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Chi TV Pirate Causes Worry Over Security

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1987-12-02 Variety.jpg


Chicago — Chicago tv stations are taking a closer look at their signal security as a result of last week's "pirate" insertion of a bizarre tape into WGN-TV and WTTW-TV's regular programming.

The tape, which occupied about a minute of time on WGN-TV's 9 p.m. news and about two minutes on "Dr. Who" on WTTW-TV, featured a character wearing a Max Headroom rubber mask in front of a zigzag electronic background. The pirate had time only to mumble something unintelligible on WGN-TV, but on WTTW-TV he followed with a skit on which he dropped his pants and was swatted on the behind with a flyswatter.

It is not being taken lightly by any of the tv stations, and while none would speak for attribution, it is widely held that the likeliest candidate is someone who currently works for a station.

Logs for each of the station's mini-vans are being closely studied to see if any were in the area at the time of the incident.

The two stations involved also have sent tapes of the piracy to the FCC, which might be able to trace the source through the electronic "footprint" of the tape. The technique was used successfully in Miami, when a pirate intercepted a satellite signal and substituted his own.

The Chicago case was done with greater case, causing the stations to look for remedies. When the stations moved from phone lines to microwave a dozen years ago, it was seen as a simpler and cost-effective way of getting the signal from the studio to the tower. Now, the piracy is causing the stations to take a second look. The most promising solution — fiber optic cables — also is the most expensive, although WMAQ-TV is considering it for its new layout in the NBC Chicago building now under construction east of Michigan Avenue.

Engineers at several of the stations arc convinced the pirate signal emanated from a mini-van, one owned either by one of the five principal stations or one of the several rental units available in the city. "The equipment to do this would cost between $25-440,000," one engineer said. "so we're pretty much convinced someone didn't go down to Radio Shack and but it just for this one gag and there's not much other use for it. What is certain is that it required someone who is familiar with station technical operations."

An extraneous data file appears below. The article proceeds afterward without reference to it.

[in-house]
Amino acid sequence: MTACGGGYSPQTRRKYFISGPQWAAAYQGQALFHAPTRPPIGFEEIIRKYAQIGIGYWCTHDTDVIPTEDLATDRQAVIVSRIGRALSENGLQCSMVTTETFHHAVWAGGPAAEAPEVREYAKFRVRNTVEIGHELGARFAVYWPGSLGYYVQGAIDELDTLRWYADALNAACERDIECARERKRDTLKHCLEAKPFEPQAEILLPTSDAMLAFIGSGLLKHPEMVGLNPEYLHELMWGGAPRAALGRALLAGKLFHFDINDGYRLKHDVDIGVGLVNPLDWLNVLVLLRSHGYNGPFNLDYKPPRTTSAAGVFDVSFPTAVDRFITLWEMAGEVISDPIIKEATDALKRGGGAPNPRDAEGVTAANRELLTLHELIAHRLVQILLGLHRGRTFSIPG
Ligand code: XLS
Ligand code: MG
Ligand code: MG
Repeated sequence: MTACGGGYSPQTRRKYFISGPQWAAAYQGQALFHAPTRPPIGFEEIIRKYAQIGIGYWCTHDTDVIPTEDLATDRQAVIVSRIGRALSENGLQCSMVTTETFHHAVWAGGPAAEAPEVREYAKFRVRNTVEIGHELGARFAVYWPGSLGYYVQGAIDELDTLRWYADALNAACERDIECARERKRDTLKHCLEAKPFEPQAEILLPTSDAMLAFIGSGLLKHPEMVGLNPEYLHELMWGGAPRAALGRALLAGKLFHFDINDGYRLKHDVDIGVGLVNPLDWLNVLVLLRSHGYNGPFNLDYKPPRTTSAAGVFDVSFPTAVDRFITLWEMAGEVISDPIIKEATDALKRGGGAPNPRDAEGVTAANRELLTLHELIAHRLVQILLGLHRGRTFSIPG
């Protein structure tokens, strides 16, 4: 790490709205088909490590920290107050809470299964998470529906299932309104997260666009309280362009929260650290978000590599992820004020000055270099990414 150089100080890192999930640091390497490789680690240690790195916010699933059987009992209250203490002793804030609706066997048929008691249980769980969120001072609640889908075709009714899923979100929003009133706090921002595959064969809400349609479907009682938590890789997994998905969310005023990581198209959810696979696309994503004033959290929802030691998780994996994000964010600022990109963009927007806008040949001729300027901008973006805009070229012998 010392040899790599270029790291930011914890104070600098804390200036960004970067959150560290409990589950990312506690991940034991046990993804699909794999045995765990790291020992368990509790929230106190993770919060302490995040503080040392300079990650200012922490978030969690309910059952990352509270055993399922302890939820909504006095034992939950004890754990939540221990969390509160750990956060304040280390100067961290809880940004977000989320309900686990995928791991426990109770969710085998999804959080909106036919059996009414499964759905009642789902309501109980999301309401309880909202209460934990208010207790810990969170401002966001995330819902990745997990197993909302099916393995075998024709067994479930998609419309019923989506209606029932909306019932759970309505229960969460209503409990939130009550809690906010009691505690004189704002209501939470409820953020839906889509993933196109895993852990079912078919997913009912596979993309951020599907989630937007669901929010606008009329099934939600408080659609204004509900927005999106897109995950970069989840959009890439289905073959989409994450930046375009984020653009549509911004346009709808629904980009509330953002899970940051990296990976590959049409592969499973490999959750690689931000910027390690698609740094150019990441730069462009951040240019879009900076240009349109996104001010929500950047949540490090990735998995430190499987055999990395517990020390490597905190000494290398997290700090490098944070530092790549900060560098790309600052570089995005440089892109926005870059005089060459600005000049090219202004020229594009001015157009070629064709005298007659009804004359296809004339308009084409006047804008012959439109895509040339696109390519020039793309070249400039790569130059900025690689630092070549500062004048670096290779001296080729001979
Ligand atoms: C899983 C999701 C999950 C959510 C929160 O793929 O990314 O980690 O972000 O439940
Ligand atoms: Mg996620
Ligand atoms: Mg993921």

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  • APA 6th ed.: (1987-12-02). Chi TV Pirate Causes Worry Over Security. Variety p. 40.
  • MLA 7th ed.: "Chi TV Pirate Causes Worry Over Security." Variety [add city] 1987-12-02, 40. Print.
  • Chicago 15th ed.: "Chi TV Pirate Causes Worry Over Security." Variety, edition, sec., 1987-12-02
  • Turabian: "Chi TV Pirate Causes Worry Over Security." Variety, 1987-12-02, section, 40 edition.
  • Wikipedia (this article): <ref>{{cite news| title=Chi TV Pirate Causes Worry Over Security | url= | work=Variety | pages=40 | date=1987-12-02 | via=Doctor Who Cuttings Archive | accessdate=25 January 2021 }}</ref>
  • Wikipedia (this page): <ref>{{cite web | title=Chi TV Pirate Causes Worry Over Security | url= | work=Doctor Who Cuttings Archive | accessdate=25 January 2021}}</ref>